- Freedom of speech is not absolute. When the costs of competition in the marketplace for ideas outweigh the benefits (e.g. shouting "fire" in a crowded theatre), that type of speech is not allowed.
- Freedom of speech does not mean that others must provide scarce resources for you to exercise this right. We have no obligation to provide you with a radio station, a newspaper, or any other venue to present your views. What we do have is an obligation to let you use your own scarce resources to promote your views (so long as doing so does not violate the first point, above).
I'm writing about this because recently I was accused of violating someone's freedom of speech.
The situation was this: there has been a huge debate on the campus of The University of Regina about whether the students should remain members of the Canadian Students' Federation. As is usual in situations like this, students often approach professors, asking if they can have a few minutes at the beginning of class to address the students in that class.
I have never allowed presentations like this (or about job opportunities, etc.) in my classes. And so when I was approached outside one class by someone from one faction I replied, "Absolutely not!" And later that day, when I was approached by someone else from the opposite faction outside a different class, I again replied, "Absolutely not!"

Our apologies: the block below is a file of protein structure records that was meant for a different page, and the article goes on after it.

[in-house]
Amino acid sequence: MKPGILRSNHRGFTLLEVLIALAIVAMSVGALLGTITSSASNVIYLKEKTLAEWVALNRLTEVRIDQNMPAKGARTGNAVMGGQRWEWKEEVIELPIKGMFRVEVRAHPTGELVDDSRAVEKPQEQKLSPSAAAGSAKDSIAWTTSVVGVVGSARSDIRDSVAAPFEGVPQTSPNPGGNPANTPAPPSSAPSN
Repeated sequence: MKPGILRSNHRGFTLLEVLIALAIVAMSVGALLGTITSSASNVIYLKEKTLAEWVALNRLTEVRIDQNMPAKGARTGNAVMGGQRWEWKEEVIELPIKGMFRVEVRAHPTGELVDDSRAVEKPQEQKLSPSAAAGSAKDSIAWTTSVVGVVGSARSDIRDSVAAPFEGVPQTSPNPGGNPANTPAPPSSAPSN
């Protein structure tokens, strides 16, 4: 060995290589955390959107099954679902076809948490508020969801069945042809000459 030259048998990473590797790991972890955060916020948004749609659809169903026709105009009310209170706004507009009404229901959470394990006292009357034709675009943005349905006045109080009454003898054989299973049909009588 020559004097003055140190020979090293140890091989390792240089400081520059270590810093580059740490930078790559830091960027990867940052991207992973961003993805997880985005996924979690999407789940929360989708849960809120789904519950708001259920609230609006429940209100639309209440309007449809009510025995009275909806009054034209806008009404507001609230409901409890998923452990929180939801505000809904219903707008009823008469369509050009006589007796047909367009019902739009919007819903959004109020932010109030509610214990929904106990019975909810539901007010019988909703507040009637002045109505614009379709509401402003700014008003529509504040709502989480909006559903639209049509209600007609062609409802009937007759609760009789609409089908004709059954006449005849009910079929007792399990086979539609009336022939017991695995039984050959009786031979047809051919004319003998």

I then informed the students in both classes not to ask to address their classmates on matters not directly related to the coursework, explaining that in my 64 years of teaching, I have never permitted my classroom to become a forum for political debate or entrepreneurial activities.
I was quite surprised that evening to receive the following e-mail message:
I am sure you have received an email from URFA [University of Regina Faculty Association] announcing that should be allowing students to engage in the freedom of speech. They support the allowance of students speaking about the referendum. Today you disallowed me from speaking in your class, but we will most likely be sending someone again as we think it is vital for students to be aware of the referendum and becoming engaged university citizens. Please re-consider your decision.
I responded that I had not received any such e-mail and that I had checked with colleagues who informed me there is no university obligation to let students address the classes on such topics. I also pointed out the difference between freedom of speech and freedom to use other people's scarce resources to promote an idea. And I noted that both sides of the campaign use pamphlets, posters, tables in the corridors, etc. to promote their views to their fellow students; there is clearly no abrogation of "freedom of speech" taking place here.
And now, several days later, I am still bothered by the incident. It turns out the Faculty Association at The University of Regina has been debating whether faculty members should say anything or allow the students to say anything about the CFS. They have not issued any e-mail obligating us to do anything.
Also, as one my colleagues discovered, allowing students from one side of an issue to make such a presentation leads to demands for equal time from students supporting the other side; classrooms become debate forums, taking time away from what should be going on there. If students want the university to provide debating forums, I'm sure the university would oblige (and probably has). But there is no plausible argument to cut into class time to provide those forums.
Update: no student approached me prior to any of my ensuing classes, asking to address the class.